Volcanoes

volcanoes

LIP split by South Atlantic breakup was sourced from deep

Massive volumes of rock called large igneous provinces (LIPs) have formed many times throughout Earth’s history, fed by some of the planet’s mightiest volcanic events. The volcanic eruptions, sometimes lasting millions of years and pouring hundreds of thousands of cubic kilometers of lava onto the surface, have influenced continental breakups, past climate change and mass extinction events. For everything that’s known about LIPs, however, many questions about them remain, including how far below the surface the erupted magma originate. In a recent study, researchers report that the origins of the Paraná-Etendeka LIP likely lay deep in Earth’s interior.

16 Mar 2018

Mediterranean drawdown may have caused burst of volcanism

Between 5 million and 6 million years ago, during an event known as the Messinian Salinity Crisis (MSC), large amounts of seawater evaporated from the Mediterranean Sea leaving massive salt deposits in the basin. How much the sea surface dropped during the MSC is debated, but in a new study in Nature Geoscience, researchers suggest that a large, kilometer-scale drawdown of the Mediterranean Sea may explain not just the thick salt deposits but also a pulse of magmatic activity around the region that occurred at the same time as the MSC.

17 Jan 2018

Volcanism spiked global temps during past hothouse

Roughly 56 million years ago, global temperatures rose 5 degrees Celsius within a few thousand years in an event called the Paleocene-Eocene Thermal Maximum (PETM). Scientists have often attributed the relatively rapid warming of the PETM — frequently used as an analogue for understanding modern warming trends — to large-scale biogenic methane emissions from seafloor reservoirs. But in a new study, researchers tracking carbon and boron isotopes preserved in the shells of tiny marine creatures called foraminifera, or forams, question the conventional wisdom, instead pointing to a volcanic source for the carbon emitted during the PETM.

25 Dec 2017

Glass shards reveal a fiery history in Ethiopia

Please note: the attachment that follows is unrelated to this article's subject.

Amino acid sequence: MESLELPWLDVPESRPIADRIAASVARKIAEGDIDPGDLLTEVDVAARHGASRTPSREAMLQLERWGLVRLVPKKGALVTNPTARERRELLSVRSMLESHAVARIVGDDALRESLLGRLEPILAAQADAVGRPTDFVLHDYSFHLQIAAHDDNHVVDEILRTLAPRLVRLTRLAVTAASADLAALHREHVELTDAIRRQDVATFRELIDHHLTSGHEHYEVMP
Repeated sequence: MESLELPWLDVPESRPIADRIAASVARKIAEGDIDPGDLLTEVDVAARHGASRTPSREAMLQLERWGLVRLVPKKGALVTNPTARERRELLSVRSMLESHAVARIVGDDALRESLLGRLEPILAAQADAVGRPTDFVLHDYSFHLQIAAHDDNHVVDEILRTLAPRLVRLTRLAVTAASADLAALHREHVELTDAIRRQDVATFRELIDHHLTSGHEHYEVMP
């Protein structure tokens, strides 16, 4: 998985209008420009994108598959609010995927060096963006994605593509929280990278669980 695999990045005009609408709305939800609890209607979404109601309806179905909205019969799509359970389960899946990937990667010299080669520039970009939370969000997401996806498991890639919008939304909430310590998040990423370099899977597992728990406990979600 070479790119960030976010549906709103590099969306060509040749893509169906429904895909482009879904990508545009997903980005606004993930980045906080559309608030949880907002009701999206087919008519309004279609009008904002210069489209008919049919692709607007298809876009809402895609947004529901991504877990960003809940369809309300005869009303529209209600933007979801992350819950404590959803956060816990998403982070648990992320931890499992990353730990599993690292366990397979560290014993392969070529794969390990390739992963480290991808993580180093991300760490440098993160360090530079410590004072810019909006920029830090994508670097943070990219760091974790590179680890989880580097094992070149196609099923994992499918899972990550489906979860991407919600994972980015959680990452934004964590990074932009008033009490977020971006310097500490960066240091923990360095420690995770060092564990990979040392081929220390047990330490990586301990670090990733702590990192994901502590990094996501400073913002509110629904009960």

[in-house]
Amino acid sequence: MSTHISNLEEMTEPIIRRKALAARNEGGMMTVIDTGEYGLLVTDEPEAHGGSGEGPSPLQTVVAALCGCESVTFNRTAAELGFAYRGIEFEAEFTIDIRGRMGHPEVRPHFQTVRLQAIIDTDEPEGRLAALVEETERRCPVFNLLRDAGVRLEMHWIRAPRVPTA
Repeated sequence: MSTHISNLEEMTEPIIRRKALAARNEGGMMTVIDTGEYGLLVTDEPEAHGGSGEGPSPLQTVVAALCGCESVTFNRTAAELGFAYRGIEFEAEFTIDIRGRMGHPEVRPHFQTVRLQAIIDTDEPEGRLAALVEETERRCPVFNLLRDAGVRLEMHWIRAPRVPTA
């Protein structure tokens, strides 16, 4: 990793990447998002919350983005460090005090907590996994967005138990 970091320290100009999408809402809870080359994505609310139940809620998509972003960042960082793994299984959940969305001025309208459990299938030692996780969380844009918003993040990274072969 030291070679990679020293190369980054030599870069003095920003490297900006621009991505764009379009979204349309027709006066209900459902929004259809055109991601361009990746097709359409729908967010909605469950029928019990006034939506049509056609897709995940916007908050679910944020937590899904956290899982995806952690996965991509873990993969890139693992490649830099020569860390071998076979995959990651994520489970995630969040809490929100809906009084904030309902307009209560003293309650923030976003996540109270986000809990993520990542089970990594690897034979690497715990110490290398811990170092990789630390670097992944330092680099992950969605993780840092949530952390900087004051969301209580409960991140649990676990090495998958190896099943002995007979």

Chains of volcanoes and a lava lake pepper the landscape of the Afar Triangle in northeastern Ethiopia, where eruptions and earthquakes are byproducts of the rifting that is literally ripping Africa apart, but recent eruptions have been docile. Now, scientists studying ash deposits from the last 40,000 years are showing that dangerous, explosive eruptions present an ongoing hazard, striking the region every 1,000 years on average.

18 Sep 2017

Surprise quake at Mount Fuji triggered by rising gases

On March 15, 2011, four days after the magnitude-9 Tohoku megathrust earthquake and tsunami struck Japan, a magnitude-5.9 earthquake shook the southern flank of Mount Fuji. Seismicity has been rare at the volcano since its last eruption in 1707, leading many researchers to suspect that the Fuji quake — which hit about 300 kilometers southwest of the megaquake — was remotely triggered by the Tohoku event. In a new study, scientists looking at the volcano’s underlying structure and plumbing have offered a potential mechanism for how Tohoku’s shaking could have touched off the Fuji earthquake: through rising gas-rich fluids released from the magma chamber beneath the volcano.

27 May 2016

King Oraefajokull

The Öraefajökull Volcano boasts Iceland’s highest peak — 2,109 meters above sea level — and has the reputation of being Iceland’s largest and most violent volcano. Major eruptions in 1362 and 1727 were among the most explosive in the island’s history, and both were accompanied by catastrophic glacial floods. After the 1362 event, the Icelandic word öraefi, originally meaning “area without a harbor,” was rechristened to mean “wasteland.”

29 Mar 2016

Where fire freezes: All eyes, ears and instruments on Iceland's volatile volcanoes

With examples of every type of volcano on Earth — each with its own eruptive pattern — Iceland presents a special challenge to volcanologists, but also serves as an ideal natural laboratory for studying how volcanic processes evolve.

29 Mar 2016

Eerily quiet Katla

Katla Volcano is located near the southern tip of Iceland, under the Mýrdals­jökull Ice Cap. Ashfall deposits found as far away as Norway and Denmark indicate that Katla erupted at least 20 times between A.D. 930 and the last eruption in 1918. Its present dormancy is the longest-known quiet period in the volcano’s history.

29 Mar 2016

Hekla the heckler

Hekla is one of Iceland’s most active volcanoes, erupting more than 25 times since its first recorded eruption in 1104. The most recent eruptions in 1970, 1980, 1981, 1991 and 2000 have allowed geoscientists to create a detailed eruption profile for the volcano.

29 Mar 2016

Impact or eruptions: Are both to blame in the great end-Cretaceous whodunit?

Few episodes in geologic history are as widely recognized — and debated — as the end-Cretaceous extinction. For several decades, the Chicxulub impact has been the primary suspect. But new research suggests the impact wasn’t solely responsible for the extinctions; widespread volcanism in India seemed to play a role as well.

25 Jan 2016

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